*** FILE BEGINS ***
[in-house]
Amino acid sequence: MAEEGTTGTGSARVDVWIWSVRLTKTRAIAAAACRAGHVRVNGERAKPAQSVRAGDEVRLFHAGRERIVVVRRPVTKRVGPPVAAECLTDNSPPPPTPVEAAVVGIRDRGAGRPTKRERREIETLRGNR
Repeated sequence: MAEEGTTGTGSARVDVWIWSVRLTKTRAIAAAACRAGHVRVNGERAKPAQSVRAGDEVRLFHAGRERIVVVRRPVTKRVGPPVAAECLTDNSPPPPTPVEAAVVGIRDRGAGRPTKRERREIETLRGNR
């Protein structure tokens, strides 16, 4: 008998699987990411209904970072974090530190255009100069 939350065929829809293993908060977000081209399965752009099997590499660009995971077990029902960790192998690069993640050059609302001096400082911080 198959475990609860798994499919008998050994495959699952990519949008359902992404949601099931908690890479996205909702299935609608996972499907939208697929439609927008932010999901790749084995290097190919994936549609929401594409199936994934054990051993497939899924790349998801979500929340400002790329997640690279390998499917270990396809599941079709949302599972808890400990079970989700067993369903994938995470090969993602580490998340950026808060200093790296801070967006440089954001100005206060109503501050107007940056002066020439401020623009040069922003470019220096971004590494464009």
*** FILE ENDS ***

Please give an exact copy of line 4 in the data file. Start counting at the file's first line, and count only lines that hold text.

């Protein structure tokens, strides 16, 4: 008998699987990411209904970072974090530190255009100069 939350065929829809293993908060977000081209399965752009099997590499660009995971077990029902960790192998690069993640050059609302001096400082911080 198959475990609860798994499919008998050994495959699952990519949008359902992404949601099931908690890479996205909702299935609608996972499907939208697929439609927008932010999901790749084995290097190919994936549609929401594409199936994934054990051993497939899924790349998801979500929340400002790329997640690279390998499917270990396809599941079709949302599972808890400990079970989700067993369903994938995470090969993602580490998340950026808060200093790296801070967006440089954001100005206060109503501050107007940056002066020439401020623009040069922003470019220096971004590494464009």